A double-murderer has become the first person executed by electric chair in the USA in half a decade, despite a last-minute legal bid to save his life.
Edmund Zagorski was put to death inside the chamber at the Riverbend Maximum Security prison in Tennessee shortly before 7.30pm local time.
Zagorski’s lawyers had requested a stay of execution but the Supreme Court rejected that 11 minutes before his execution began.
Reporters who witnessed the execution were not allowed to have phones with them. But Chris Conte, a journalist for local station Channel 5, tweeted from outside the jail about “what is going on inside … presuming nothing has gone wrong”.
“The extraction team takes one sponge from a container and places it on top of Edmund Zagorski’s head. The head piece is secured with two straps,” he wrote.
Tennessee has not executed anyone by electric chair in over six years. The man who made this chair, Fred Leuchter, has said in previous weeks he’s worried it won’t work. Leuchter actually lied to the state about having an engineering license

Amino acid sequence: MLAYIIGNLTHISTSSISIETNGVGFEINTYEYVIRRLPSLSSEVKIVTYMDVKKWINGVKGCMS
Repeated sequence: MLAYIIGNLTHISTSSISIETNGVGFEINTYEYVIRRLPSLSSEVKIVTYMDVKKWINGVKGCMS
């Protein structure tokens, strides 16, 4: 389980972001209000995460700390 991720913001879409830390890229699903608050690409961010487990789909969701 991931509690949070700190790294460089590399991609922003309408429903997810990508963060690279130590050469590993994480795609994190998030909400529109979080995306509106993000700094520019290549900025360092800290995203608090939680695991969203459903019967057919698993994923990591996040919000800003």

Before Zagorski was executed, he ate a last meal of pickled pig knuckles and pig tails. Ahead of the October 11 execution date that was cancelled, Zagorski had opted not to order a last meal.
At the time, other inmates at Riverbend Maximum Security Institute who are friendly with him reportedly collected money to get him pizza.
“Should he change his mind and want to have dinner, his meal will be the same as the one provided to the other inmates at Riverbend Maximum Security Institution,” the TDOC said when Zagorski chose not to select a last meal.
Death row inmates are given $20 for a meal of their choice prior to their execution.
Nationwide, only 14 other people have been put to death in the electric chair since 2000, the most recent being in Virginia in 2013.
In Tennessee, condemned inmates whose crimes occurred before 1999 can choose the electric chair — one of six states that allow such a choice.
Zagorski’s lawyers argued the inmate believed death by electrocution in the chair would be a quicker and less painful way to die than by an injection though they contend both methods are unconstitutional.
Tennessee’s electric chair was inspected on October 10 of this year and found to meet the criteria for an execution, state documents show.
The device was originally rebuilt in the late 1980s by a self-taught execution expert who worried the device would malfunction on Thursday. It’s only been used to execute one person before: Daryl Holton, in 2007.
Before Holton, the last person to die in Tennessee’s electric chair was William Tines in 1960.
Zagorski had been on death row for 34 years, the second-longest in Tennessee.
— with AP